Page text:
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The Role of Communication of Performance Schemes: Evidence from a Field Experiment

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  • Florian Englmaier

    (Department of Economics, LMU Munich, 80539 Munich, Germany)

  • Andreas Roider

    (Department of Economics, University of Regensburg, 93040 Regensburg, Germany)

  • Uwe Sunde

    (Department of Economics, LMU Munich, 80539 Munich, Germany)

Abstract

In corporate practice, incentive schemes are often complicated even for simple tasks. Hence, the way they are communicated might matter. In a natural field experiment, we study a minimally invasive change in the communication of a well-established incentive scheme—a reminder regarding the piece rate at the beginning of the shift. The experiment was conducted in a large firm where experienced managers work in a team production setting and where incentives for both quantity and quality of output are provided. While the treatment conveyed no additional material information and left the incentive system unchanged, it had significant positive effects on quantity and on managers’ compensation. These effects are economically sizable and robust to alternative empirical specifications. We consider various potential mechanisms, but our preferred explanation is that the treatment raised the salience of incentives. This paper was accepted by John List, behavioral economics .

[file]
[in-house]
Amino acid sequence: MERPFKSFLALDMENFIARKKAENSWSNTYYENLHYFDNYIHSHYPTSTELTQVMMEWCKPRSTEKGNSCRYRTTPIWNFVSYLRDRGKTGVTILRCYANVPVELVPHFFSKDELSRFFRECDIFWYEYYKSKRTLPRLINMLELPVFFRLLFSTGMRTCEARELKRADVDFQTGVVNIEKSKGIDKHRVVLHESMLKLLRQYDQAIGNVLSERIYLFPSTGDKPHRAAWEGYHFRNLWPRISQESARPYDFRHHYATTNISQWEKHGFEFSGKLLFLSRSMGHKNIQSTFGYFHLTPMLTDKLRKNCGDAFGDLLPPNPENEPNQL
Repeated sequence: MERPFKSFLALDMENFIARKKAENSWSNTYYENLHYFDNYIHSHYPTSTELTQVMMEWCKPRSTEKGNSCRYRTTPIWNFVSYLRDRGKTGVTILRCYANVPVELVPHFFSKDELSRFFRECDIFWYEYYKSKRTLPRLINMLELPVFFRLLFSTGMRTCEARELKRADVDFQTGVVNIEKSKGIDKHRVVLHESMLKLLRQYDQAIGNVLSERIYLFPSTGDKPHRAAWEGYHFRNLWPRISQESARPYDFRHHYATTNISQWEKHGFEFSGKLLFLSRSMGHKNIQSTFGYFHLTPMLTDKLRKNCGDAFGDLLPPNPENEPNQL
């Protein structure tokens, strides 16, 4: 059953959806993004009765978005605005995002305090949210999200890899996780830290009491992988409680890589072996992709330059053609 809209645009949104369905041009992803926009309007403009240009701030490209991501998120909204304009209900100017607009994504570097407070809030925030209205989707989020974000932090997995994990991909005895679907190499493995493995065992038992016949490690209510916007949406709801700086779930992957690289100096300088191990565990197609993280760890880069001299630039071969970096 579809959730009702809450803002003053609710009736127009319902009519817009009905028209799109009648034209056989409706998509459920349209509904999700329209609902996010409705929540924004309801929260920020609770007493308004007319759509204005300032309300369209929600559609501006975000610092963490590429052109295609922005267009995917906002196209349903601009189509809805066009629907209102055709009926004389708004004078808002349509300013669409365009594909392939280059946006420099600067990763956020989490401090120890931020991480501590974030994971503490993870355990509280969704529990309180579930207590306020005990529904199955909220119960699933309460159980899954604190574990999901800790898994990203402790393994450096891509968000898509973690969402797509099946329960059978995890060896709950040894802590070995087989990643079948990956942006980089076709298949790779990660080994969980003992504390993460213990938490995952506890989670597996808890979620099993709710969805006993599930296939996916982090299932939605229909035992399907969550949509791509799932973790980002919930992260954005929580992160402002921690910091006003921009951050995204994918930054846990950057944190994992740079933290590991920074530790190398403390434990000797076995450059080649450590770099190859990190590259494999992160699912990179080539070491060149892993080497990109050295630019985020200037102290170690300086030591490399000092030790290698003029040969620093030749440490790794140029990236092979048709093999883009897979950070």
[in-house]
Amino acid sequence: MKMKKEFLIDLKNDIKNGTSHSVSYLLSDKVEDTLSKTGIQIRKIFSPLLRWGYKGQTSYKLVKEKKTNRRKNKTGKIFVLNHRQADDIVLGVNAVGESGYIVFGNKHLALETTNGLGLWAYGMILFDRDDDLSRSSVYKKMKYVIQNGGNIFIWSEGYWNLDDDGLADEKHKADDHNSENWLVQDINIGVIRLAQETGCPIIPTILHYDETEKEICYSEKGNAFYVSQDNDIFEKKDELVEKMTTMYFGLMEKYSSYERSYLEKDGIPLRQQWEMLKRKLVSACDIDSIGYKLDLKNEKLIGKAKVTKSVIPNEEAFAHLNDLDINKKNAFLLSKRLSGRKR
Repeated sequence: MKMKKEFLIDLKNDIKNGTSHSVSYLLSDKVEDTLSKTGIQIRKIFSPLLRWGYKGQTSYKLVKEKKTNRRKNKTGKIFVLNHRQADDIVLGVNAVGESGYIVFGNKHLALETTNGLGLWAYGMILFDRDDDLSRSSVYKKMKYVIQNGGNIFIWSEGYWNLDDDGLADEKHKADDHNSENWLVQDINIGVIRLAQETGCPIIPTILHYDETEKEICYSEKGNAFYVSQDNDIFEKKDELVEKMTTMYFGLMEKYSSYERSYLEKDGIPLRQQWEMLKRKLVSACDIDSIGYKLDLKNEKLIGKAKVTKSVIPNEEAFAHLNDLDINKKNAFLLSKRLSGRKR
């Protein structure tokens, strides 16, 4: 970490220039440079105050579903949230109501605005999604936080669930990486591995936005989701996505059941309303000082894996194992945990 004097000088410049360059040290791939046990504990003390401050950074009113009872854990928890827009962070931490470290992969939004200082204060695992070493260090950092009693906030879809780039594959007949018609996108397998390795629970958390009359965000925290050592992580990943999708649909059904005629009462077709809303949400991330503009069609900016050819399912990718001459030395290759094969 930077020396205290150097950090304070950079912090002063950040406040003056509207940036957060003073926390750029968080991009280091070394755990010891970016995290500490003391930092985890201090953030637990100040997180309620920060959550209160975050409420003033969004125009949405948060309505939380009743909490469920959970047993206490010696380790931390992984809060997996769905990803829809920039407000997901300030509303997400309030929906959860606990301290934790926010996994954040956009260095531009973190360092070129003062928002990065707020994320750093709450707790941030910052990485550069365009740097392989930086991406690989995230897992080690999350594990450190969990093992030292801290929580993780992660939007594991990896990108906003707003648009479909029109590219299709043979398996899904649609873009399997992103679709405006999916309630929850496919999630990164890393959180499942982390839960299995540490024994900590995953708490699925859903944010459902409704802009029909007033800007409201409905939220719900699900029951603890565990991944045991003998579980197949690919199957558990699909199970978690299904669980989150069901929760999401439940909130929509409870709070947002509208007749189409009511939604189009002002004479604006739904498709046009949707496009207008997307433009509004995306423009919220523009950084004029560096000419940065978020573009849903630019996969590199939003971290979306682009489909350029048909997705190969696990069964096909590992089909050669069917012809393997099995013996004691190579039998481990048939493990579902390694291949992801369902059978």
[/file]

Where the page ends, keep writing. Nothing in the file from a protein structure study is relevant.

Suggested Citation

  • Florian Englmaier & Andreas Roider & Uwe Sunde, 2017. "The Role of Communication of Performance Schemes: Evidence from a Field Experiment," Management Science, INFORMS, vol. 63(12), pages 4061-4080, December.
  • Handle: RePEc:inm:ormnsc:v:63:y:2017:i:12:p:4061-4080
    DOI: 10.1287/mnsc.2016.2559
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    References listed on IDEAS

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